OF CUCKOOS IN GENERAL AND GREAT SPOTTED CUCKOOS IN PARTICULAR…

For me it has never been the first ’swallow’ that heralds the start of spring down here in the Western Cape. It has always been the repetitive and plaintive ‘mietjie-mietjie’ call of the Klaas’s Cuckoo delivered in a monotonous sequence from the very top of the highest tree available within its chosen territory for the forthcoming breeding season.

Great Spotted Cuckoo, Kruger Birding Tour

Great Spotted Cuckoo


Jacobin Cuckoo, Kruger Birding, South AfricaJacobin Cuckoo
Diderick Cuckoo, Kruger Birding, South AfricaDiderick Cuckoo
 
Red-chested Cuckoo, Summer birding in South AfricaRed-chested Cuckoo
 
Klaas's Cuckoo, Immature, Summer birding tour in South AfricaImmature Klaas’s Cuckoo

 

 

Slightly later as spring unfolds towards summer, the loud, strident calls of the Red-chested Cuckoo, with its pulsating ‘quid pro quo’ call, ring out with musical clarity across the more well-wooded suburbs with Kirstenbosch and Harold Porter Botanical Gardens being perennial favourites for these charismatic cuckoos.

Yes, as SA birders we are fortunate to have 17 cuckoo species within our sub-region out of the 23 species recorded for Africa. An abundance of choice compared to only the Grey (Common) Cuckoo of Europe with its characteristic call of cuckoo clock fame and fable.

Within the iridescent  collective the three emerald-backed smaller cuckoos are the most striking and usually the most conspicuous, particularly the highly vocal Diederic Cuckoo,  as competing males orbit and call in ‘dee-dee-dideric’ mode around weaver colonies with parasitic intent.

Klaas’s Cuckoo tends to escape notice unless calling, while the highly vocal Emerald Cuckoo with its ‘Pretty Georgie’ call is synonymous with the indigenous forests of the Garden Route and northwards along the Drakensberg foothills. Both species have a preference for favoured call sites making visual location occasionally possible, albeit frustratingly time consuming in the case of the Emerald Cuckoo, as one diligently sifts through the forest canopy in the hope of a clear view…

But for me it is heading north of the Western Cape to the rolling savannah of mixed acacia and broad-leafed woodland of the Kruger Park in October/November that holds the greatest appeal as the wave of intra- African migrants arrive in large numbers following the start of the summer rains.

This is the best time to look for the larger cuckoos as they career about in swift and dashing flight in pursuit of one another between bouts of repetitive calling from favoured call sites. It is an exciting birding time as these small, raptor-like and highly charismatic cuckoos liven up the bushveld scene with their loud, ringing courtship calls or far carrying penetrative phrases.

While the Black Cuckoo lapses into mournful and repetitive call mode with an occasional bout of ‘whirling’, others such as the hyper-active ‘black and white’ Jacobin and Le Vaillant’s (Striped) Cuckoos with distinctive crests and similar sounding strident calls are the most conspicuous and vocally entertaining.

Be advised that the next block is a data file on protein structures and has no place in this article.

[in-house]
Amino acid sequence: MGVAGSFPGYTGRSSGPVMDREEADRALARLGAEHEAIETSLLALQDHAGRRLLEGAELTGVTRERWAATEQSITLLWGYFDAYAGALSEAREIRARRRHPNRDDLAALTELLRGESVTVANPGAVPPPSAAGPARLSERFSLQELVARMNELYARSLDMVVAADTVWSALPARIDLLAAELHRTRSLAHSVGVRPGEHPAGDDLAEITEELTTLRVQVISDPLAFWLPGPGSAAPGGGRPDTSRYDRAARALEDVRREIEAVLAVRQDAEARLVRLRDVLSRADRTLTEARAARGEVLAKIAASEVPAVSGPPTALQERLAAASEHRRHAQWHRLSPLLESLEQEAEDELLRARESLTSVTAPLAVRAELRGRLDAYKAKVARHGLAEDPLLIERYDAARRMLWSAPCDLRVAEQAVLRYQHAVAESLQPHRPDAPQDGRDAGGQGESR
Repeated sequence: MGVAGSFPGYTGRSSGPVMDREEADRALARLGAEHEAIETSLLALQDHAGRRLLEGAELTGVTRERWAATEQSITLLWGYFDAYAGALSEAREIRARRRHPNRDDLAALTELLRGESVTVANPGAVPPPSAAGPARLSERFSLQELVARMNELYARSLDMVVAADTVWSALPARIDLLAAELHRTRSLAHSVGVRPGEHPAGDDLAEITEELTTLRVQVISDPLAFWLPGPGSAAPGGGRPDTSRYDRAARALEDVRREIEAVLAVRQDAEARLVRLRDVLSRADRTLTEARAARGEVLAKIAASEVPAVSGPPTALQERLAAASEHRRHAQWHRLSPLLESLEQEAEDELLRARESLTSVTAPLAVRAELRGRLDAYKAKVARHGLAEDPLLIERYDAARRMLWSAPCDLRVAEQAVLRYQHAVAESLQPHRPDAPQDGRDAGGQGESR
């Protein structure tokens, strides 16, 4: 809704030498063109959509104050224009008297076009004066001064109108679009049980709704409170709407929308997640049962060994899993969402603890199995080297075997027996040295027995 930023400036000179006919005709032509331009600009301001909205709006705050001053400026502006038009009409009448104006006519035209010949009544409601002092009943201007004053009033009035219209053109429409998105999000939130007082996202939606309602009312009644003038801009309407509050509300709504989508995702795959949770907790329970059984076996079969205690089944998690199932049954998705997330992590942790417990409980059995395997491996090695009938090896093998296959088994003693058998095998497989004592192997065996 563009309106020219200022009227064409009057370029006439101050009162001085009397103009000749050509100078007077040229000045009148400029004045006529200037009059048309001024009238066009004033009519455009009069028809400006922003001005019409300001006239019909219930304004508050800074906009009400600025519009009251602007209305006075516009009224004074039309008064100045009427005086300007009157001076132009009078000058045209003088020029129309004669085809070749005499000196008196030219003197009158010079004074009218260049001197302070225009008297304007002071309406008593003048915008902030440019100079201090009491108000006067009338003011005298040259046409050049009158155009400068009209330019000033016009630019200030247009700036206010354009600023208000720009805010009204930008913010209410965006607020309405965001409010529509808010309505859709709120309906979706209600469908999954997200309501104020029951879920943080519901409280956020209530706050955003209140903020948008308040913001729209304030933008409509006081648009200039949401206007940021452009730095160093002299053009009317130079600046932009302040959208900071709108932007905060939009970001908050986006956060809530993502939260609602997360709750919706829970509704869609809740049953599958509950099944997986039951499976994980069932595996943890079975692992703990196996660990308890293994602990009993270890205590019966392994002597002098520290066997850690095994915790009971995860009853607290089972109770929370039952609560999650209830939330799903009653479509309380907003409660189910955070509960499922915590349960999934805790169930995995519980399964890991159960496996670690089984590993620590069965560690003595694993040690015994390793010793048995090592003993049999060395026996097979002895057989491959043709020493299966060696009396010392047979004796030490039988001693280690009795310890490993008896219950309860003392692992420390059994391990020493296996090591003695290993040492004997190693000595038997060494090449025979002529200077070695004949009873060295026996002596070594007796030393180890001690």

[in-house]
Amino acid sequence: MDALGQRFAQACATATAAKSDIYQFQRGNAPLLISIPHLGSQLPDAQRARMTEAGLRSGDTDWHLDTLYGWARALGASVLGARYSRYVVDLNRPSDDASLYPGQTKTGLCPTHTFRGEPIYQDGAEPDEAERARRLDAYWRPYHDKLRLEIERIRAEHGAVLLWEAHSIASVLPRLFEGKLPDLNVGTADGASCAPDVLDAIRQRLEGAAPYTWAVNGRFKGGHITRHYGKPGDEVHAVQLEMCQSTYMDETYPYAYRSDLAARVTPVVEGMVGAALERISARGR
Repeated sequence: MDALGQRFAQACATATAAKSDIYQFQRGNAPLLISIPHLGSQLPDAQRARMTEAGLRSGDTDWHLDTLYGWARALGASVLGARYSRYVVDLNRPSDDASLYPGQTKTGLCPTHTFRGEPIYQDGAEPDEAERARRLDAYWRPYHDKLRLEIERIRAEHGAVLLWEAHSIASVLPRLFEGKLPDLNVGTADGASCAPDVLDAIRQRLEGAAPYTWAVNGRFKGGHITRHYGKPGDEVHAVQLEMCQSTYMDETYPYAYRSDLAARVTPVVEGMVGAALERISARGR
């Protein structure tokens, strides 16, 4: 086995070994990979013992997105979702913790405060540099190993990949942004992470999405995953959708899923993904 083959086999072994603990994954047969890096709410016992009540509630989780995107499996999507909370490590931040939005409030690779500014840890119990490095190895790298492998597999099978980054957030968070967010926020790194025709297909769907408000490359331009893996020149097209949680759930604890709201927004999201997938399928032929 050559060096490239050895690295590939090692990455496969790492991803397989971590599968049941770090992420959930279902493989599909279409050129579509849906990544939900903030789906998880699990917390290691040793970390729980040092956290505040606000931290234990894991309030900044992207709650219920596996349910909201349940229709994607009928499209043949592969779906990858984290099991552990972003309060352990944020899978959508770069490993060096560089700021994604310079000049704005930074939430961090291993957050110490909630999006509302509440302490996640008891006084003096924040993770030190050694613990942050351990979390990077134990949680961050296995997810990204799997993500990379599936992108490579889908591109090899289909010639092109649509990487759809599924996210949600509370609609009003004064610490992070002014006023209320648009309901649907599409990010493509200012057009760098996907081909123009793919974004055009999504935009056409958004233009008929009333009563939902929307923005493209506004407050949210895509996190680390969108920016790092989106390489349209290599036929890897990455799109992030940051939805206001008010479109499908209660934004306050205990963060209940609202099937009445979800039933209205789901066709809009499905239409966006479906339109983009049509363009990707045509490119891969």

African Cuckoo, Summer birding tour in South AfricaAfrican Cuckoo

Add to this the small goshawk- like appearance of the African Cuckoo as this normally shy and retiring cuckoo slips silently out of concealment to zig-zag away through the woodland in rapid flight or on occasion presents itself  for a clear sighting as it ‘hoop-hoops’ in African Hoopoe mode soon after arrival.

Thick-billed Cuckoo, Summer birding tour in South AfricaThick-billed Cuckoo

Then there is the highly secretive and easily overlooked Thick-billed Cuckoo of moister woodland with its high pitched ‘weee-we-wick’ Klaas’s Cuckoo type call that has become the ‘Holy Grail’ for many a frustrated birder trying to track down this elusive species for their ‘life list’ in habitats where the host species, the Retz’s Helmet Shrike, is known to occur.

For me the Barred Long-tailed Cuckoo of the low altitude forests of Zimbabwe has the most enthralling and captivating call as it picks up in crescendo and pitch before breaking into a descending series of evenly paced Red-chested Cuckoo ‘quid pro quo’ notes to complete the call sequence.

Finally, by far my favourite local cuckoo in overall terms is the not-so-frequently encountered Great Spotted Cuckoo of which two races are known to occur in the savannas of Southern Africa. One is a nonbreeding visitor from north of the equator and the other an intra- African breeding migrant Clamator glandarius choragium which targets starlings and crows as preferred host species.

Great to look at and highly charismatic in courtship behaviour, they fly about in highly vocal display or forage in closely bonded pairs at the start of the breeding season, before fading into concealment and complete silence in keeping with the rest of the cuckoo family once the breeding cycle is over.

PJC/AvianLeisure/ 06/02/12

 

 

 

 

 

 
 
 
 
 
 
 
 

 

 

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